Maximize first-time fix rates with optimized van kits

Brink's van
Wednesday 12th June 2024

TestLink supports Brink’s ATM Services Engineers, providing ATM parts repair expertise around the globe. With over 30 years’ industry experience, TestLink’s repair and inventory services are specifically designed to improve ATM network performance, reduce operational costs and improve the customer experience.

A van kit is the set of equipment that a Service Engineer carries, used for performing first-line, second-line and preventative maintenance tasks. Van kits typically consist of parts, modules, materials, components and tools, and are usually created with standard contents for a group of ATM make and models.

Instead of using a standard kit, TestLink curates the contents and designs a kit that is specific to the ATM estate that the Brink’s engineer is supporting. The kit is optimized for the specific configurations and accounts for factors such as environment, transaction volumes and age of the machine. This tailored approach ensures that the Service Engineer always has the equipment needed to perform an efficient first-time fix.

Enabling more field fixes

In addition to the design of the overall van kit contents, TestLink has developed a number of ‘field fix kits’. These are a set of precise components compiled to resolve a particular common fault, enabling the Service Engineer to make a fast and effective repair in the field. They are designed with efficiency in mind, and using them to fix a fault is often faster than replacing the module, resulting in less ATM down time and better availability levels. In addition, avoiding multiple return visits also improves operational efficiencies and keeps costs down.

The evolution of TestLink field-fix kits is supported by an ethos of continuous improvement. Within the TestLink repair centers, data on part failure rates and fault frequencies is captured continuously; if a fault frequency is high, it is identified for a continuous improvement project (CIP). Engineering, Quality Control and Production teams will collaborate to determine the processes, techniques, components and equipment required to perform a fix in the field. Not all fixes are suitable for the field so the CIP includes establishing if it would be time-efficient, cost-efficient and beneficial for the customer. TestLink then conduct controlled sampling deployments to test live usage, gain feedback and revise the design, if necessary, before the new kit is launched.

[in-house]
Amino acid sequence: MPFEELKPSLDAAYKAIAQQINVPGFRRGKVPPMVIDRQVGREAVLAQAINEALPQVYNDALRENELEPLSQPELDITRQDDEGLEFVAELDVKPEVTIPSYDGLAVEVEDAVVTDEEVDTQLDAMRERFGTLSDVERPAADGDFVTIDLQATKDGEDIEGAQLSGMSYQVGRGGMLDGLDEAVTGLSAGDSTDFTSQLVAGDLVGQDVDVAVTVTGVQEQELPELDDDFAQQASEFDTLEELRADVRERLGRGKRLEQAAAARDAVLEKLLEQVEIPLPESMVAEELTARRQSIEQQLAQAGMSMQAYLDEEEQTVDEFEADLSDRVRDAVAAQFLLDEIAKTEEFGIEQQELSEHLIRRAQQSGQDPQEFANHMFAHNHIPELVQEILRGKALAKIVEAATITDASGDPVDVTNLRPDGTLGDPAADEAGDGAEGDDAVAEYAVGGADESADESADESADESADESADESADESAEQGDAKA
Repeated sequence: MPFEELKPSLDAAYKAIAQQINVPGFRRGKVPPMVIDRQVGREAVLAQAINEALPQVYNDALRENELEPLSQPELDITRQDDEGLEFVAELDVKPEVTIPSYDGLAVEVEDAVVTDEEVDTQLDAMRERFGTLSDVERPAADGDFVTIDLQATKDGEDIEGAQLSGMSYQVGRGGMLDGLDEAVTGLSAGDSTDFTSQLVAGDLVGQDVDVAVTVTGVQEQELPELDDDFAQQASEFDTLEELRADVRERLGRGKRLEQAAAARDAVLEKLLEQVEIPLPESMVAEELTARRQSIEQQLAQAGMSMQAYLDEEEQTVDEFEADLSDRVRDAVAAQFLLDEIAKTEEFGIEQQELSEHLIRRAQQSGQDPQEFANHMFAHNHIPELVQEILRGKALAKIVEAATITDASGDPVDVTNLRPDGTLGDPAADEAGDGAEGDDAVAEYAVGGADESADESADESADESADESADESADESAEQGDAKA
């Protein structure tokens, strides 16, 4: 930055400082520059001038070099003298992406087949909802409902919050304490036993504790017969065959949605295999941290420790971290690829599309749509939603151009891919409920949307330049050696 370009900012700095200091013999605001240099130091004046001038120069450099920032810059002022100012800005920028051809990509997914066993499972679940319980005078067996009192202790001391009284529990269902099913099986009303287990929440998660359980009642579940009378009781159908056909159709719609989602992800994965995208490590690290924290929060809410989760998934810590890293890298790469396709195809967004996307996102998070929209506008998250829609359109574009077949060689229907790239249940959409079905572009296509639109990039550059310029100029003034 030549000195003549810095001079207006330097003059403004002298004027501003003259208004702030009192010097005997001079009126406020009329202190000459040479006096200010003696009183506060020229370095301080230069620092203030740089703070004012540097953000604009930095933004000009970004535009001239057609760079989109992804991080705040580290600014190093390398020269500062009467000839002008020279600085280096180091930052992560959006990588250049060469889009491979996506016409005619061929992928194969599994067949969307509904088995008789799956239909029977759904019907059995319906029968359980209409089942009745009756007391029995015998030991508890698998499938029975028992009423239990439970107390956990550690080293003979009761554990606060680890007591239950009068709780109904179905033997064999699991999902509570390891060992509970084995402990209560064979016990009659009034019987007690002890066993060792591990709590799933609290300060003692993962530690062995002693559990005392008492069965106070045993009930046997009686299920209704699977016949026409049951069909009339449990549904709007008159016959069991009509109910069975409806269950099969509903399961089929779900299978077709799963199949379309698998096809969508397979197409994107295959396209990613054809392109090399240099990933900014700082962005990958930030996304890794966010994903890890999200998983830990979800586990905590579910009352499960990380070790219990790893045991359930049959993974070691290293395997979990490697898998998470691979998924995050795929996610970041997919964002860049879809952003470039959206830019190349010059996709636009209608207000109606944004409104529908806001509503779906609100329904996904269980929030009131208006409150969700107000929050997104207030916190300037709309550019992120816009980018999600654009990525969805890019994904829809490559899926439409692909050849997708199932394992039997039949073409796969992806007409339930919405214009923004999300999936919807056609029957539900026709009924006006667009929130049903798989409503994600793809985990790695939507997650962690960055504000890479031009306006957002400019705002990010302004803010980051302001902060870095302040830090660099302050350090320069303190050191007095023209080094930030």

Product research and development

TestLink’s Engineering team further enhance the effectiveness of van kits through product development. Designing customized components using data insights and failure mode analysis to identify which components are prone to fail, the team creates alternative materials that can extend the life of an ATM and reduce engineer call outs. Some examples of TestLink’s customized parts are highlighted below.

Low note sensor:
A low note sensor sits behind the ATM cassettes and detects when bills are running low and need replenishing. They were notoriously unreliable and generate many call outs. Due to the OEM design and layout of the wiring, the whole pick module would have to be replaced to rectify the fault. In an effort to reduce the time and disruption on site at the ATM, TestLink designed their own replacement low note sensor with a significant difference: it could be replaced in the field, saving time and reducing costs. Brink’s engineers are now equipped with the low note sensor field fix kit. However, they rarely need to use them because TestLink’s version of the low note sensor is so much more reliable than the OEM. These sensors are proven to last much longer in the field, taking the mean time between failure (MTBF) of a pick module from 232 days to a significantly increased 519 days.

Suction cup:
Many ATMs have a pivotal component that is essential to the currency dispensing process. An estimated 100,000 currency notes pass through what is known as a ‘suction cup’ every year. TestLink designed their own version of the blue suction cup, creating six different options and materials, before running ATMs continuously to stress test all the options. This rigorous analysis, involving over 700,000 picks per cup, ensured that the materials selected were operating within their prescribed stress and extension limits. Transactions were simulated over a number of transactions per second, to mimic 10 years’ worth of usage. Leveraging a deep understanding of material science, TestLink identified and incorporated specific additives to further augment the suction. Through meticulous research and development, TestLink engineered an enhanced suction cup, which was field-tested over a two-year period. In collaboration with a selection of customers, the TestLink suction cups were installed into thousands of live ATMs. Performance was monitored closely, and users reported a staggering reduction to one-third of the previous levels of usage, as well as increased reliability and 68% cost savings, testament to its superior performance.

Find out more about Brink’s ATM maintenance services